Scammers and robocallers often use caller ID spoofing to display a number other than the actual number they are calling from, typically making it appear as though a neighbor or someone their target knows is calling. By using caller ID spoofing, scammers increase the likelihood that the intended target will answer a robocall. In many cases, these calls are made with malicious intent, such as a scammer impersonating an IRS agent in order to steal sensitive personal information.
Caller ID authentication is a new system targeted at combating illegal caller ID spoofing. Consumers and law enforcement alike will be more readily able to identify the source of illegal robocalls, thus reducing their frequency and their impact. Once implemented, caller ID authentication, or STIR/SHAKEN, will greatly increase the accuracy of caller ID information and provide consumers with helpful information for determining which calls are authenticated.
What is STIR/SHAKEN?
STIR/SHAKEN are acronyms for the Secure Telephone Identity Revisited (STIR) and Signature-based Handling of Asserted Information Using toKENs (SHAKEN) standards. This means that a call being routed through interconnected phone networks would have its caller ID “signed” as legitimate by the originating carrier, then validated by other carriers before reaching the consumer.
STIR/SHAKEN will verify that the person calling you is, in fact, legitimate and calling you from the number showing on your caller ID. While call verification will not prevent all robocalls from reaching your phone, it will give you more information so you can make a better-informed decision about whether or not to answer the call. It will also track where the call originated, helping to identify potential scammers.
The FCC has mandated that major phone carriers uphold the STIR/SHAKEN standard to not only verify the calls within their network but also the calls coming in from other networks. Most providers have communicated to the FCC that they will meet the standard, and many also currently provide tools to their customers to block robocalls. Unfortunately, STIR/SHAKEN also requires modern phone routing, so older landlines will not have this protection.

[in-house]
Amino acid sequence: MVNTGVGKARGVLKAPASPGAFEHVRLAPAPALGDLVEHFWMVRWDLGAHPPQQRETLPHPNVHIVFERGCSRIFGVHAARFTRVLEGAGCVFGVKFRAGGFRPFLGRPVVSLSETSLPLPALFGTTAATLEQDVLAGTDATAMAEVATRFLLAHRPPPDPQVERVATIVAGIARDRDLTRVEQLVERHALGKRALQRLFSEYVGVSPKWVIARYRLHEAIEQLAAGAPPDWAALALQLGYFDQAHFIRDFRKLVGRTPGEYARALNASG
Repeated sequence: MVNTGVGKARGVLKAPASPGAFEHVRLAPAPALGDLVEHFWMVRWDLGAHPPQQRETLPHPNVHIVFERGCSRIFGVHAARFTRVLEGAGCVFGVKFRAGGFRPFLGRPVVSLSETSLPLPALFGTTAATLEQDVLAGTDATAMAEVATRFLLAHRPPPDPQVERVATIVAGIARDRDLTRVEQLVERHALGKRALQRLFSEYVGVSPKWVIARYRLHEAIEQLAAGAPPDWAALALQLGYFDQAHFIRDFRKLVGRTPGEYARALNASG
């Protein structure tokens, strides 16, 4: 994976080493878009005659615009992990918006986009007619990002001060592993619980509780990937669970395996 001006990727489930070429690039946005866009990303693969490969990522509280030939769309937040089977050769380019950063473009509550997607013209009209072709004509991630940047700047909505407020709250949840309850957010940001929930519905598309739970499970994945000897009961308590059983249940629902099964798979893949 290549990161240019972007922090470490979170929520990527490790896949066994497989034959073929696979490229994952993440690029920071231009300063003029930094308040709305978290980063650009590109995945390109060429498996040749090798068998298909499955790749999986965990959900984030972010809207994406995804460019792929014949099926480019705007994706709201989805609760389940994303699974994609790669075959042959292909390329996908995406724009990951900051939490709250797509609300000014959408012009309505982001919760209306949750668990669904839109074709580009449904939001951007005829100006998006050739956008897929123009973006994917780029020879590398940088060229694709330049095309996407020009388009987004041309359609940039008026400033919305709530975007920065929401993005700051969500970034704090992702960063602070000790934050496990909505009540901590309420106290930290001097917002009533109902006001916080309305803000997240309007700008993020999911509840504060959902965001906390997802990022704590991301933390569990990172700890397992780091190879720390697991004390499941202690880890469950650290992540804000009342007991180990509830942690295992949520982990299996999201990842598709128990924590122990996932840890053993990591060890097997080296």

While the new rules of STIR/SHAKEN are still being finalized, there are precautions you can take to
protect yourself from robocalls and potential scams:
- Add your landline or cell phone number to the National Do Not Call Registry at www.donotcall.gov. While it is unlikely to prevent scam calls, it may help to reduce the number of legitimate calls you receive from telemarketers, making it easier to screen for robocalls and scammers.
- Talk to your phone service provider about robocall-blocking services. Many companies offer services that can block calls or alert you that an incoming robocall may be from a potential scammer or spammer.
- Do not answer robocalls. By answering the phone, you’re alerting the caller that the number they are dialing is a real phone number, putting you at risk of receiving even more calls in the future. If a robocall slips through, do not respond to any questions, especially those that can be answered with “Yes.” If the caller or a recording asks you to hit a button to stop getting the calls, you should not engage the caller and hang up immediately. Scammers often use this to identify potential targets.
If you suspect a call you received was fraudulent, you can file a complaint with the Federal Trade Commission. The FTC maintains a robocaller database that is used by phone companies to update their call-blocking lists. Filing a complaint with the FTC it increases the likelihood that repeat offenders will be added to the database. You can file your complaint with the FTC online at https://www.ftccomplaintassistant.gov.